In this special bonus episode, we opened up the podcast to our favorite people: you the White Sox fan!

You asked the questions and we answered them!

Who will be the White Sox closer in 2020? Can Avi Garcia be an effective #2 hitter? Who will be the Nicky Delmonico of 2018? Who has been the biggest surprise at spring training?  There are questions about Adam Engel, Ryan Cordell, Carson Fulmer, Yoan Moncada, as well as Roger Bossard, Mike Ditka and Rocky Biddle.

We also give away a signed Freddy Garcia baseball from 2005.   

Take a listen here or in the embedded playlist below.

White Sox opposition research: What's there to know about the Toronto Blue Jays?


White Sox opposition research: What's there to know about the Toronto Blue Jays?

As the 2018 season nears and the White Sox get ready to take on the rest of the American League, we're taking a team-by-team look at all 14 of their opponents.

What’s there to know about the Toronto Blue Jays?

They seem to have missed their window.

Living on a lighted stage approaches the unreal, they say. And it did there for the Jays for a while, too, as they made back-to-back trips to the American League Championship Series. Those teams were fun. They hit a lot of homers. They flipped a lot of bats. We all got to watch Geddy Lee keep score on national TV. Good times.

Well, the good times haven’t lasted, and the Jays again seem to be on the outside looking in of an AL East race that figures to feature the New York Yankees, the Boston Red Sox and no one else.

Jays fans have had to say a farewell to kings in the past two offseasons, with two of the biggest engines of those ALCS teams, Edwin Encarnacion and Jose Bautista, no longer with the team. Encarnacion is entering Year 2 with the Cleveland Indians. Jose Bautista would like to be a working man, but he’s still watching the tumbleweeds roll by on the deserted plains of this offseason’s free-agent market.

Sure, Josh Donaldson is still around, a modern-day warrior with a mean, mean stride and a mean, mean swing, too. The same can be said for Justin Smoak, who teamed with Donaldson to mash a combined 71 homers last season. But are the dipped numbers of Kevin Pillar and Ryan Goins and the increasing ages of Russell Martin, Kendrys Morales and Curtis Granderson giving anyone in the Great White North great confidence in this lineup? Even the two imports from the St. Louis Cardinals, Randal Grichuk and Aledmys Diaz, couldn’t reach base at a .300 clip last season.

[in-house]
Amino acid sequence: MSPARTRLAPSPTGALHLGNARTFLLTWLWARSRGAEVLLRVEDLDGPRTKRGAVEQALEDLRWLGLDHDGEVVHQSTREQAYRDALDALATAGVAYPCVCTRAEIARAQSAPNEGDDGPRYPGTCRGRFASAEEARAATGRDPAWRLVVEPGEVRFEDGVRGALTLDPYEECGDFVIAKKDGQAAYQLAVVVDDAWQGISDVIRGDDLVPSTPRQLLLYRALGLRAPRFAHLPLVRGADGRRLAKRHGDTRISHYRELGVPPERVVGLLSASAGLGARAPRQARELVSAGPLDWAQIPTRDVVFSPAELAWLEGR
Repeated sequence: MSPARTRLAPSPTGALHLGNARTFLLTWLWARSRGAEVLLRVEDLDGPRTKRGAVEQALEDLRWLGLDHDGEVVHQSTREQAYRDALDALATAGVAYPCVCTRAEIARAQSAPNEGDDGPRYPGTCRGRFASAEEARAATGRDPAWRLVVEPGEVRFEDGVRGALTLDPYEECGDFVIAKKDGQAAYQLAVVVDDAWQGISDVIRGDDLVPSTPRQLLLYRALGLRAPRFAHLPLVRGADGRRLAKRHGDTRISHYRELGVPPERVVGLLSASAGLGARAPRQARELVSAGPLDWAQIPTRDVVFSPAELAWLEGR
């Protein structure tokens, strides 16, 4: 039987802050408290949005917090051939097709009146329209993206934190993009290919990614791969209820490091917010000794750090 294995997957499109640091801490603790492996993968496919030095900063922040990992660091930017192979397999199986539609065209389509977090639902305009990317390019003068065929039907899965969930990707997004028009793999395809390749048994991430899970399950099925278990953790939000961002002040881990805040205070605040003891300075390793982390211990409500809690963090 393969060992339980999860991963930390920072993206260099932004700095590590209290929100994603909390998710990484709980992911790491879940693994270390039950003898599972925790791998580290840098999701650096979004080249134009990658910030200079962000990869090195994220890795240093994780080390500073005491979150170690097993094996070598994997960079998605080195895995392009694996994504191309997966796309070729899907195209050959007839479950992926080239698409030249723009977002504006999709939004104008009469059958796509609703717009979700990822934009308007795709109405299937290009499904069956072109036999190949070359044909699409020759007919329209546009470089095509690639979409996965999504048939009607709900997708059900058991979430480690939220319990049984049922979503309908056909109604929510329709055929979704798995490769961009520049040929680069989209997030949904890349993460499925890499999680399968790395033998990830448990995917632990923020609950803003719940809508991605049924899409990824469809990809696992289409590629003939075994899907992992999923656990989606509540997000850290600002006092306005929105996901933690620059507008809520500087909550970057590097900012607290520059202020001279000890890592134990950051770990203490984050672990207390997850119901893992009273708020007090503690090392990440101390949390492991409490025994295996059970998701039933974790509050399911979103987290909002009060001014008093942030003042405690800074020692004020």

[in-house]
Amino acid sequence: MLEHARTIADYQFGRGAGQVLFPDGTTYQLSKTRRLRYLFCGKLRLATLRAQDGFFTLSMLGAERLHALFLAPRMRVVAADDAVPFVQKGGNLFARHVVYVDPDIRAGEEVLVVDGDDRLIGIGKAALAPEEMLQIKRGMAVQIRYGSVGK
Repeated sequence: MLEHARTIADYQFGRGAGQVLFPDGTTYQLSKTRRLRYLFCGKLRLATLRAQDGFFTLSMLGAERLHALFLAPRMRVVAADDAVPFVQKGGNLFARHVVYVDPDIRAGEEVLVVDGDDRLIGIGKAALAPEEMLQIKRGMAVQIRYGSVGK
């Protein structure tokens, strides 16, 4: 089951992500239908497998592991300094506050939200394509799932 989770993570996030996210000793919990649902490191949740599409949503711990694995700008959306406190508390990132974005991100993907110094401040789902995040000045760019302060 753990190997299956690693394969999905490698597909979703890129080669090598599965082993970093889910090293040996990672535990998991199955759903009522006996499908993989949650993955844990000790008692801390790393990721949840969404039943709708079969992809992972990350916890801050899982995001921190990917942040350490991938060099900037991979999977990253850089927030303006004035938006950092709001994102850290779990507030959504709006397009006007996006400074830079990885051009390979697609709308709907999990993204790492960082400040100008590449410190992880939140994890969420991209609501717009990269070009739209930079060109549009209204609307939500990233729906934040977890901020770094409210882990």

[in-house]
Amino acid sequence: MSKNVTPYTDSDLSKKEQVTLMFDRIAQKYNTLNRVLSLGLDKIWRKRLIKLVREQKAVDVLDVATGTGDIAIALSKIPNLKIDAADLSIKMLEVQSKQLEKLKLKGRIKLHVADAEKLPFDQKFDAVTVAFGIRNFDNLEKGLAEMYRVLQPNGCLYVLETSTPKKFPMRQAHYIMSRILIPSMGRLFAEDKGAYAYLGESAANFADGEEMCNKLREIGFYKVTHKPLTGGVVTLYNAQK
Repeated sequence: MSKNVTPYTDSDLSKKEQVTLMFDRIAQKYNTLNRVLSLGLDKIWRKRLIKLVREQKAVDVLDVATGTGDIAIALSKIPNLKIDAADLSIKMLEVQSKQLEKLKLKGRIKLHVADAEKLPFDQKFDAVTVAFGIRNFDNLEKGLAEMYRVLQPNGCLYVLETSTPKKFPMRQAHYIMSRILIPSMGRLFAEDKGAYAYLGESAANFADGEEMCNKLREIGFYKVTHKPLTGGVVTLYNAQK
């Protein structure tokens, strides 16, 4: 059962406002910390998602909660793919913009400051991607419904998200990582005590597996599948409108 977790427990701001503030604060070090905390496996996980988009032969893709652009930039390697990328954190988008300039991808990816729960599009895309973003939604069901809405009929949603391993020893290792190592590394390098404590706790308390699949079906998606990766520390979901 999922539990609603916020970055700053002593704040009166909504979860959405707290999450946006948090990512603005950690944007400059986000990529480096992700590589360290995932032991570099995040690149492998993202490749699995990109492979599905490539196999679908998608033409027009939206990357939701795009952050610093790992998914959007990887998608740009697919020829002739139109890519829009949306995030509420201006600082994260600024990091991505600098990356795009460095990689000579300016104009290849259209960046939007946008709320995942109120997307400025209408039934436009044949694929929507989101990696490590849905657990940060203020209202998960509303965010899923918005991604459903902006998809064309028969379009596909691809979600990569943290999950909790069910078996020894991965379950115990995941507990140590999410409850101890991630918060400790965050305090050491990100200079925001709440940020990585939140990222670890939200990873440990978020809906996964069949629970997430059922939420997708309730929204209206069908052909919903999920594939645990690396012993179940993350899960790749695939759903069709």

The best news for the Jays might be what’s going on 60 feet, six inches away from home plate — excuse me, 18.4404 metres from home plate. Marcus Stroman might start the campaign on the disabled list, but he’s still really good after posting a 3.09 ERA last season. J.A. Happ was good last year. Marco Estrada was OK. And the Jays added Jaime Garcia this offseason, who isn’t a blockbuster newcomer, but he managed 129 strikeouts in 157 innings last season while pitching for three different teams.

Is any of that enough for the Jays to compete this season? To get closer to the heart of the AL East race? No probably not, but it’s really up to you to decide. And remember that if you choose not to decide, you still have made a choice.

I’m out of applicable Rush lyrics, so let’s just move this along.

2017 record: 76-86, fourth place in AL East

Offseason additions: Curtis Granderson, Randal Grichuk, Aledmys Diaz, Yangervis Solarte, Jaime Garcia, Seung hwan Oh, Tyler Clippard, John Axford

Offseason departures: Jose Bautista, Miguel Montero, Darwin Barney, Dominic Leone

X-factor: The Jays had one of baseball's better closers last season in Roberto Osuna. He's had that job for a while now and has racked up 95 saves in his three big league seasons, including 36 and 39 in 2016 and 2017, respectively. His ERA was a career-high 3.38 last season, but he finished more games than any other pitcher in baseball and struck out a career-high 83 batters in 64 innings.

Projected lineup:

1. Curtis Granderson, LF
2. Devon Travis, 2B
3. Josh Donaldson, 3B
4. Justin Smoak, 1B
5. Russell Martin, C
6. Kendrys Morales, DH
7. Randal Grichuk, RF
8. Kevin Pillar, CF
9. Aledmys Diaz, SS

Projected rotation:

1. Marcus Stroman
2. J.A. Happ
3. Aaron Sanchez
4. Marco Estrada
5. Jaime Garcia

Prediction: Fourth place in AL East, no playoffs

Catch up on the AL:

Oakland Athletics
Texas Rangers
Seattle Mariners
Los Angeles Angels
Houston Astros
Tampa Bay Rays
Toronto Blue Jays

Catch up on the NL:

San Diego Padres
Colorado Rockies
Arizona Diamondbacks
San Francisco Giants